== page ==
Taking the Fifth

Via Hot Air:

Solyndra execs will decline to testify at hearing

Solyndra LLC’s chief executive and chief financial officer will invoke their Fifth Amendment rights and decline to answer any questions put to them at a Congressional hearing on Friday, according to letters from their attorneys obtained by Reuters.

In the letters sent to the House Energy and Commerce Committee’s Subcommittee on Oversight and Investigations, attorneys for Solyndra CEO Brian Harrison and CFO W. G. Stover said they advised their clients not to provide testimony during the hearings.

Legally speaking, asserting your Fifth Amendment privilege proves nothing. In reality, people who take the Fifth look guilty as hell. That’s why the prosecution can’t tell the jury that a defendant invoked.

I always tell people the only thing they should say to cops is “I don’t want to say anything. I want a lawyer.”

Silence is golden – in this case for the Republicans.

This entry was posted in Uncategorized. Bookmark the permalink.

12 Responses to Taking the Fifth

  1. ralphb says:

    Beat me to it. The Solyndra execs should just appear in orange jumpsuits and complete the effect đŸ™‚

  2. WMCB says:

    Yeah, this makes the whole thing look really, really bad.

    I think that were it a criminal trial the damage would be less ( even though significant), because most people to some degree can understand not wanting to give ammunition to the prosecution, even if one is innocent. Pleading the fifth might hurt you, but at least some will understand why you might do it.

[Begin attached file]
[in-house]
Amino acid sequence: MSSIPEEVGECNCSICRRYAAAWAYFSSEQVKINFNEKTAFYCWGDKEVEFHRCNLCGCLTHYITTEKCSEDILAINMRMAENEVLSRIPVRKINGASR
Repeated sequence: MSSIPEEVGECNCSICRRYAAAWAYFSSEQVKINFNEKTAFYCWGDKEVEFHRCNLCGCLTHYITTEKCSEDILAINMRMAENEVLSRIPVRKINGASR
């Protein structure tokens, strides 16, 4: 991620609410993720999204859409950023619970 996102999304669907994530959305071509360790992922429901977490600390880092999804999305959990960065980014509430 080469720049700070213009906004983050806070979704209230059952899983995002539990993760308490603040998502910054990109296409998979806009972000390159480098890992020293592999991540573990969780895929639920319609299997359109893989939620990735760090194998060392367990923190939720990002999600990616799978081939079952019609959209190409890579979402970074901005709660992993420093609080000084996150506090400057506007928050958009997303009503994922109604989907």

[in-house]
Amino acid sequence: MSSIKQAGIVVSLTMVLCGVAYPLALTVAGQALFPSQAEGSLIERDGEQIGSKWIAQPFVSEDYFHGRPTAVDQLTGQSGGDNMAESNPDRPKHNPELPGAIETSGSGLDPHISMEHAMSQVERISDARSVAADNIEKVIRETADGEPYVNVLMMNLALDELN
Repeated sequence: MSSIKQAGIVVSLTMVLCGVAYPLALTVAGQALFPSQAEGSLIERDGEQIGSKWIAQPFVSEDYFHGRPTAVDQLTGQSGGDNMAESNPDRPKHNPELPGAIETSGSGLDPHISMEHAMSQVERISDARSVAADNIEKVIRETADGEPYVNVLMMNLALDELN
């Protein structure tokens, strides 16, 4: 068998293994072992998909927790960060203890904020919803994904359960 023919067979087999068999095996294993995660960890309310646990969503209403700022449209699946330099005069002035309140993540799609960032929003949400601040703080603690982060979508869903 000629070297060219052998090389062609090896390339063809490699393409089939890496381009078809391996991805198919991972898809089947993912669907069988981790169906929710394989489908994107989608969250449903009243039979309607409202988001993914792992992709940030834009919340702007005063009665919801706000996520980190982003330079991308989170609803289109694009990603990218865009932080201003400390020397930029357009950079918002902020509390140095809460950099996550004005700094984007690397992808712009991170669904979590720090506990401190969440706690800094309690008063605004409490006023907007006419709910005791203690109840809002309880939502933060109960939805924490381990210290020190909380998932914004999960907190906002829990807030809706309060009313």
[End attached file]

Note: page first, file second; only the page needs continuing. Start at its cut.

But this isn’t a criminal trial – it’s a hearing by the US Congress. They are asking questions about our own government’s involvement with Solyndra.

    This is going to be seen not as a prudent move by a criminal defendant to protect himself, but as blatant stonewalling to keep the public from learning the truth about the actions of our own government.

    • myiq2xu says:

      Lying to Congress is a crime.

      • WMCB says:

        Yes, I know. I’m just examining how I predict the optics will play out to the average joe. The feeling will not be the same as it would be for a criminal trial – this is our govt and our tax dollars. People will view this differently than they would someone accused of crime taking the 5th..

  3. 1539days says:

    As long as they don’t grant them immunity.

  4. yttik says:

    But who are they really protecting by pleading the 5th?? It could mean they did something wrong themselves or it could mean they are protecting people in this administration who pulled strings for them.

    It’s not a crime to get a loan from the Gov and to go bankrupt, so this investigation isn’t really about them. So who told them they couldn’t talk and why?

    • votermom says:

      Bribery and “creative accounting” could be crimes though.
      Half a billion is a LOT of money. What the heck did they blow it on?

    • Dario says:

      I’m not saying that the CEO is being investigated for no reason, but being investigated is not necessarily reason to believe the person has done something wrong. That’s what the investigation should find out. And when one is being investigated, especially if one is innocent, is best not to say anything. I don’t see taking the Fifth as an admission of guilt. I know I’d shut up completely if there’s any hint that I’m being investigated or might be investigated.

  5. Three Wickets says:

    Kathryn Ruemmler is the current WH Legal Counsel. She was apparently on the legal team that brought down Enron.

Comments are closed.